Last September, Novartis turned up the heat in multiple sclerosis (MS) with data showing its repurposed anti-CD20 leukemia drug Arzerra cut relapse rates by more than 50% in two trials over Sanofi’s Aubagio.
Now, Novartis is expecting an FDA verdict on Arzerra (ofatumumab) in MS next month, and it’s rolling out more data in support of its effort to steal some market share from Sanofi.
Novartis announced that in phase 2 and 3 trials, 47% of patients taking ofatumumab showed no evidence of disease—as measured by relapses, progression and brain lesions—within the first year, versus just 24% of those on Aubagio. After two years, nearly 90% of trial participants on the Novartis drug were clear of disease, compared with 48% of Aubagio patients. The company released the data at the virtual Congress of the European Academy of Neurology.
Novartis picked up Arzerra, approved to treat chronic lymphocytic leukemia (CLL), as part of its acquisition of GlaxoSmithKline’s cancer portfolio in 2015. The product, which will carry a different brand name if it’s approved for MS, has never quite managed to compete successfully in CLL against Johnson & Johnson and AbbVie’s Imbruvica.
The newly released data could very well turn ofatumumab into a major player in MS, though, particularly because the drug also boasts a convenience benefit. It’s a once-a-month injection that patients can give themselves, while Aubagio is a daily pill. The two drugs were comparable in terms of safety during the trials, Novartis said.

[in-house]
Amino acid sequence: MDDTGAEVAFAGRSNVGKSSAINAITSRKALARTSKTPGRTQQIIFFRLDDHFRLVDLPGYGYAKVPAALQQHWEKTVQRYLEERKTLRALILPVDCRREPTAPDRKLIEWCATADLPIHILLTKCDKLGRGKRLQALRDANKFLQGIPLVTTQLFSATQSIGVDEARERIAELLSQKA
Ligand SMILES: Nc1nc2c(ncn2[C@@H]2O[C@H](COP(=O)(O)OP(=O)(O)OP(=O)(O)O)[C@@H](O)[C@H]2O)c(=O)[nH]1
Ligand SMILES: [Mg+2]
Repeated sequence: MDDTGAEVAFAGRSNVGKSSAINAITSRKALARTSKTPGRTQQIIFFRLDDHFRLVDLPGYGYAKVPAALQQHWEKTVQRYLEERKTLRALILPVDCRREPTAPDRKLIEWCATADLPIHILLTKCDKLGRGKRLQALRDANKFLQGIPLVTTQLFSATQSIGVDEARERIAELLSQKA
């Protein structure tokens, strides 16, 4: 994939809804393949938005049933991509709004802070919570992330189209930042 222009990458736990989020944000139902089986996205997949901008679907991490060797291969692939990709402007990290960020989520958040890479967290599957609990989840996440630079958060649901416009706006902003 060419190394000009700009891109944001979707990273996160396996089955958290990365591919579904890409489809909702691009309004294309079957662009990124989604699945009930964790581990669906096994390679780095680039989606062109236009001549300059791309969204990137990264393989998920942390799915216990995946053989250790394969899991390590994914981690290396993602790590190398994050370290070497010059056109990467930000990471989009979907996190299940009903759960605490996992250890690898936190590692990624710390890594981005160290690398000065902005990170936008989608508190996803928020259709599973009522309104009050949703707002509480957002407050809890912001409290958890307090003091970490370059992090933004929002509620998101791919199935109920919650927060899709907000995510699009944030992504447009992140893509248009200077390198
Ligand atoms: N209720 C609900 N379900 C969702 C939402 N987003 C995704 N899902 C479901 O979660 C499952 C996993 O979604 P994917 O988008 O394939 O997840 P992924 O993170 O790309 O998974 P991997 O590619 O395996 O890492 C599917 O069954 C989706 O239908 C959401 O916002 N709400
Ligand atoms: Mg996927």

Sanofi won’t be the only competitor Novartis will have to worry about in MS. On March 20, Johnson & Johnson’s Janssen unit filed for approval of its S1P1 immunomodulator ponesimod, which it acquired in its $30 billion buyout of Actelion in 2017. Last fall, J&J presented data showing that it lowered the relapse rate in MS by 31% over Aubagio in addition to reducing fatigue.
Roche’s Ocrevus, an IV infusion that also targets CD20-expressing B cells, is a noteworthy competitor, too. But ofatumumab binds to its target in such a way as to allow for a relatively low dose to be used—potentially offering another benefit aside from the fact that patients can inject it themselves—said Danny Bar-Zohar, Novartis’ then global head of neuroscience development, in an interview with FiercePharma last fall.
If a patient needs to temporarily stop taking ofatumumab to treat an infection, say, his or her B cells would recover in “about half the time as it does with the infused drugs,” Bar-Zohar said.
No doubt Wall Street’s expectations for ofatumumab in MS will be high if the FDA gives it the thumbs-up next month. Last November, four out of five physicians who treat MS told analysts at SVB Leerink they were excited to see the drug come to market, noting that it has the potential to offer “'Ocrevus-like' efficacy, with the convenience of self-administration,” SVB Leerink said in a report.
What’s more, the physicians predicted “that over time 50% or more of their practices may be switched to ofatumumab based on its dosing schedule.”
Editor's note: This story has been updated with additional details from Novartis.